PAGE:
Stock Market Crash of 1929
New York Stock Exchange
11 Wall Street, East New York, NY
Finance Show less
Description Show more
On "Black Thursday", the economic bubble of the Roaring Twenties finally burst. Triggered by an overconfident public who were actively trading stocks purchased with easy credit, a raise in the interest rate by the Federal Reserve, low wages, the proliferation of debt, a struggling agricultural sector and an excess of large bank loans that could not be liquidated.
Stock prices fall sharply on a day of heavy liquidation. The following Monday, "Black Monday", the stock market falls 22.6%, the highest one-day decline in U.S. history. The crash triggers similar declines in markets around the world. The next day, "Black Tuesday", panic sets in as investors all try to sell their stocks at once. Over 16 million shares of stock were sold, setting a market record of over $14 billion in paper losses. Stock tickers could keep up with the heavy trading volume. At the end of the day, the market was down 33 points, more than 12.8% and the Great Depression began.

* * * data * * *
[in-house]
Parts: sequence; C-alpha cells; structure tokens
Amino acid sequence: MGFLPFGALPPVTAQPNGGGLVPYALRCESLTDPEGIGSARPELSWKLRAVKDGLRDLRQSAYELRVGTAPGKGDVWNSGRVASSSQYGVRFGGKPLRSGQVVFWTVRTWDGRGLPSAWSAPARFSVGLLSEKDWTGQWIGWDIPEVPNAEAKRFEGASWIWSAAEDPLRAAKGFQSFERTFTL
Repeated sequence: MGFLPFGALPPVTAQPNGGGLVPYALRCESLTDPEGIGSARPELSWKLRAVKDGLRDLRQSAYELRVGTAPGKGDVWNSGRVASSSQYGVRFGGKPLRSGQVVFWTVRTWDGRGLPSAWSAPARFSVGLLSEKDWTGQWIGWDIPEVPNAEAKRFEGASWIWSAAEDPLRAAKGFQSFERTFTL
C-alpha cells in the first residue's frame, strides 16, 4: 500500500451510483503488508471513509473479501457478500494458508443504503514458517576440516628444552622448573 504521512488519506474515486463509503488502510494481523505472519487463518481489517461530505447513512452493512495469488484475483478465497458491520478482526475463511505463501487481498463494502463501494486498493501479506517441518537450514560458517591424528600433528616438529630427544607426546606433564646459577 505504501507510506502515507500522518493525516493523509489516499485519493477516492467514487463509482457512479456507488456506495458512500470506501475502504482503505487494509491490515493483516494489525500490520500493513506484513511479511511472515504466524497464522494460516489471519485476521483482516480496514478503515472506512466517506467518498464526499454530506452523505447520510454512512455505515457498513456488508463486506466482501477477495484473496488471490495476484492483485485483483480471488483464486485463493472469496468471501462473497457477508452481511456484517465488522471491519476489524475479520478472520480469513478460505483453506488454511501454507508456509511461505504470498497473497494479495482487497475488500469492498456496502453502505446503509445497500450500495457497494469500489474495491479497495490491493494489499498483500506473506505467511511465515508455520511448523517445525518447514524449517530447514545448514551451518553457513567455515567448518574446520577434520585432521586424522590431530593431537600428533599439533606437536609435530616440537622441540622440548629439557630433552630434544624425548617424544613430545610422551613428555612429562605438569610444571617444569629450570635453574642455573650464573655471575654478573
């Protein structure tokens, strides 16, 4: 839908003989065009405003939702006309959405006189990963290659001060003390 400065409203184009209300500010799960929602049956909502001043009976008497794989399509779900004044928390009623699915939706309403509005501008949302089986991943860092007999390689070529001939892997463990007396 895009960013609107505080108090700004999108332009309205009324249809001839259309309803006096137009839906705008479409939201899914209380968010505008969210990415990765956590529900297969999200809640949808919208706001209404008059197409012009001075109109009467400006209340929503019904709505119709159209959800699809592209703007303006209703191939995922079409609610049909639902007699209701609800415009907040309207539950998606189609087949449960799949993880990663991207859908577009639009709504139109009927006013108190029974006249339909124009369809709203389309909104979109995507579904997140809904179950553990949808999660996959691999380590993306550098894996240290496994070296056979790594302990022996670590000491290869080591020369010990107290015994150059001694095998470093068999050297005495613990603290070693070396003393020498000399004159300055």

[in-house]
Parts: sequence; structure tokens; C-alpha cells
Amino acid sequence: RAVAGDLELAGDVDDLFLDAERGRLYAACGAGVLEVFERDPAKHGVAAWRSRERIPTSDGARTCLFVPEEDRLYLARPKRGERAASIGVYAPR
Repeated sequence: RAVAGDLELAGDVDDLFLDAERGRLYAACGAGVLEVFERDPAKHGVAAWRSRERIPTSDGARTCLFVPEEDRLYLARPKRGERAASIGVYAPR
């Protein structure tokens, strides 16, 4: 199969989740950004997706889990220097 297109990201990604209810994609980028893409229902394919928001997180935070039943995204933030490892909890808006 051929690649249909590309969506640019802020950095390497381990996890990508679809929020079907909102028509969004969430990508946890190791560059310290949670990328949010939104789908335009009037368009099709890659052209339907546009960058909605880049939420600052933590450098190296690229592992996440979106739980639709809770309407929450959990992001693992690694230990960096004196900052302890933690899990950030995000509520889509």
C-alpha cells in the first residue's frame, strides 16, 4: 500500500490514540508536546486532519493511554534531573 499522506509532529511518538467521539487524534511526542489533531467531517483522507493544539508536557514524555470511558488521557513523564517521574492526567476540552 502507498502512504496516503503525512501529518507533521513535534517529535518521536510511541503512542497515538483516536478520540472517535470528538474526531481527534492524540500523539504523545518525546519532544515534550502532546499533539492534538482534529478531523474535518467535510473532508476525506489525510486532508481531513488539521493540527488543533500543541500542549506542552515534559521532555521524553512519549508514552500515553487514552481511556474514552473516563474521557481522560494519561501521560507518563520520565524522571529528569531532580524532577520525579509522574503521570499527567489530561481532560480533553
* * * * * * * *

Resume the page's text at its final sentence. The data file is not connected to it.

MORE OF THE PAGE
Panic set in, and on October 24, Black Thursday, a record 12,894,650 shares were traded. ... Black Monday was followed by Black Tuesday (October 29, 1929), in which stock prices collapsed completely and 16,410,030 shares were traded on the New York Stock Exchange in a single day